Animalia > Chordata > Mammalia > Perissodactyla > Rhinocerotidae > Rhinoceros > Rhinoceros unicornis
 

Rhinoceros unicornis (Indian rhinoceros; great Indian rhinoceros)

Synonyms:

Wikipedia Abstract

The Indian rhinoceros (Rhinoceros unicornis), also called the greater one-horned rhinoceros and great Indian rhinoceros, is a rhinoceros native to the Indian subcontinent. It is listed as Vulnerable on the IUCN Red List, as populations are fragmented and restricted to less than 20,000 km2 (7,700 sq mi). Moreover, the extent and quality of the rhino's most important habitat, alluvial grassland and riverine forest, is considered to be in decline due to human and livestock encroachment.
View Wikipedia Record: Rhinoceros unicornis

EDGE Analysis

The largest of the Asian rhinos, the Indian rhinoceros can be easily identified by the rivet-like bumps on its deeply folded skin. It lives on floodplains and in adjacent forests, and is considered the most amphibious of all the rhino species. Conservation of the Indian rhino is regarded as a great success story. The species has been brought back from the brink of extinction by a sustained conservation effort, and numbers have increased from under 200 in the 1950s to around 2,600 today. However, there is no room for complacency, and the small population is still very vulnerable. Poaching remains a threat, and efforts to protect the species require continuing support.
Uniqueness Scale: Similiar (0) 
12
 Unique (100)
Uniqueness & Vulnerability Scale: Similiar & Secure (0) 
60
 Unique & Vulnerable (100)
ED Score: 24.84
EDGE Score: 4.64
View EDGE Record: Rhinoceros unicornis

Attributes

Adult Weight [1]  1.766 tons (1,602.33 kg)
Birth Weight [1]  127.869 lbs (58.00 kg)
Diet [2]  Frugivore, Herbivore
Diet - Fruit [2]  20 %
Diet - Plants [2]  80 %
Forages - Ground [2]  100 %
Female Maturity [1]  4 years 7 months
Male Maturity [1]  7 years
Gestation [1]  1 year 3 months
Litter Size [1]  1
Litters / Year [1]  0.3
Maximum Longevity [1]  44 years
Weaning [1]  1 year 3 months

Ecoregions

Name Countries Ecozone Biome Species Report Climate Land
Use
Brahmaputra Valley semi-evergreen forests India Indo-Malayan Tropical and Subtropical Moist Broadleaf Forests
Lower Gangetic Plains moist deciduous forests Bangladesh, India Indo-Malayan Tropical and Subtropical Moist Broadleaf Forests
Meghalaya subtropical forests India Indo-Malayan Tropical and Subtropical Moist Broadleaf Forests
Terai-Duar savanna and grasslands Bhutan, India, Nepal Indo-Malayan Tropical and Subtropical Grasslands, Savannas, and Shrublands

Protected Areas

Biodiversity Hotspots

Name Location Endemic Species Website
Himalaya Bhutan, China, India, Myanmar, Nepal, Pakistan No
Indo-Burma Bangladesh, Cambodia, China, India, Laos, Myanmar, Thailand, Viet Nam No

Emblem of

Assam

Prey / Diet

Prey / Diet Overlap

Consumers

Institutions (Zoos, etc.)

Range Map

Distribution

Southern Asia;

External References

Photos

Citations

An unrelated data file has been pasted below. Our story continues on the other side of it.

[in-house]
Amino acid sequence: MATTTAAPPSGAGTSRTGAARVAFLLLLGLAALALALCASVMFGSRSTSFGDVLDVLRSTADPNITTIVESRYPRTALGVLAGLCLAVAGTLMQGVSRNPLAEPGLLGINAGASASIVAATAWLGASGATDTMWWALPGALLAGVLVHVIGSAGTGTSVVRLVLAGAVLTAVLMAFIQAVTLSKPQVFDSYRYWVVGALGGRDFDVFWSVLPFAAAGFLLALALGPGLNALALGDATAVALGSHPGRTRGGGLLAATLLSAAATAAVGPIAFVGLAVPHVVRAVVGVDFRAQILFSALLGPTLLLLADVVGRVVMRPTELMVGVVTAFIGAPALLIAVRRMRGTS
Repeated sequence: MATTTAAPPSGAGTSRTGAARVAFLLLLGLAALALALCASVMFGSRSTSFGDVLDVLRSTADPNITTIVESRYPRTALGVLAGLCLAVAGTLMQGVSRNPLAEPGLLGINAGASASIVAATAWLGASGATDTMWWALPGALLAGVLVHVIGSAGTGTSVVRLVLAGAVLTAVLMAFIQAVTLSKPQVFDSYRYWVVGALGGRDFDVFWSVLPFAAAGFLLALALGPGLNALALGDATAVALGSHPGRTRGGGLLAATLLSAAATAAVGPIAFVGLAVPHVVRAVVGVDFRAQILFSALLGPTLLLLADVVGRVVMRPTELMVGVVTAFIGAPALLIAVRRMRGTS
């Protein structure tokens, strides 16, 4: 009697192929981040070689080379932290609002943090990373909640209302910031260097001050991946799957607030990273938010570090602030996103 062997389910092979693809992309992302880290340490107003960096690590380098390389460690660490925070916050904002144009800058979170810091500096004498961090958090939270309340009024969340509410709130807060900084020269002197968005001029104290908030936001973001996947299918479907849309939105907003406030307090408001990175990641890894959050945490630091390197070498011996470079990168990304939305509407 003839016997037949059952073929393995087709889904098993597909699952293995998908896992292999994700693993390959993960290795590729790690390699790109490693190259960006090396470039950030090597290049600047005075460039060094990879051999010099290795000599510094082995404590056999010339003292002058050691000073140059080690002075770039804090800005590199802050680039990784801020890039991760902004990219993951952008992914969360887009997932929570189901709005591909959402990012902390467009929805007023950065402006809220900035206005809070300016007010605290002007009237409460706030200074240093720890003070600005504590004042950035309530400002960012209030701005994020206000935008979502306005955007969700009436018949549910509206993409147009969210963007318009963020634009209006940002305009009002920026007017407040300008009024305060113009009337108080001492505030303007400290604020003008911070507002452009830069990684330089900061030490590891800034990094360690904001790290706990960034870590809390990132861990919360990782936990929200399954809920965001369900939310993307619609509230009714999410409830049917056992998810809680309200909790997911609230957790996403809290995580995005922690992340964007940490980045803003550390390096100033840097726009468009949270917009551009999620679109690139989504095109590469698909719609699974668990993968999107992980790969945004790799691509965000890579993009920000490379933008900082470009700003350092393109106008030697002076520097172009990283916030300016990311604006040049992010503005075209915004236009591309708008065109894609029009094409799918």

Attributes / relations provided by
1de Magalhaes, J. P., and Costa, J. (2009) A database of vertebrate longevity records and their relation to other life-history traits. Journal of Evolutionary Biology 22(8):1770-1774
2Hamish Wilman, Jonathan Belmaker, Jennifer Simpson, Carolina de la Rosa, Marcelo M. Rivadeneira, and Walter Jetz. 2014. EltonTraits 1.0: Species-level foraging attributes of the world's birds and mammals. Ecology 95:2027
3Abundance of food plant species and food habits of Rhinoceros unicornis Linn. in Pobitora Wildlife Sanctuary, Assam, India, Pradip Konwar, Malabika Kakati Saikia & P.K. Saikia, Journal of Threatened Taxa | September 2009 | 1(9): 457-460
4Dry season diets of sympatric ungulates in lowland Nepal: competition and facilitation in alluvial tall grasslands, Per Wegge, Anil K. Shrestha, Stein R. Moe, Ecol Res (2006) 21:698–706
5FRUITS RHINOCEROS EAT: DISPERSAL OF TREWIA NUDIFLORA (EUPHORBIACEAE) IN LOWLAND NEPAL, Eric Dinerstein and Chris M. Wemmer, Ecology, 69(6), 1988, pp. 1768-1774
6Gibson, D. I., Bray, R. A., & Harris, E. A. (Compilers) (2005). Host-Parasite Database of the Natural History Museum, London
7Nunn, C. L., and S. Altizer. 2005. The Global Mammal Parasite Database: An Online Resource for Infectious Disease Records in Wild Primates. Evolutionary Anthroplogy 14:1-2.
Ecoregions provided by World Wide Fund For Nature (WWF). WildFinder: Online database of species distributions, ver. 01.06 WWF WildFINDER
Protected Areas provided by Le Saout, S., Hoffmann, M., Shi, Y., Hughes, A., Bernard, C., Brooks, T.M., Bertzky, B., Butchart, S.H.M., Stuart, S.N., Badman, T. & Rodrigues, A.S.L. (2013) Protected areas and effective biodiversity conservation. Science, 342, 803–805
Biological Inventories of the World's Protected Areas in cooperation between the Information Center for the Environment at the University of California, Davis and numerous collaborators.
Biodiversity Hotspots provided by Critical Ecosystem Partnership Fund
Images provided by Wikimedia Commons licensed under a Creative Commons License
Abstract provided by DBpedia licensed under a Creative Commons License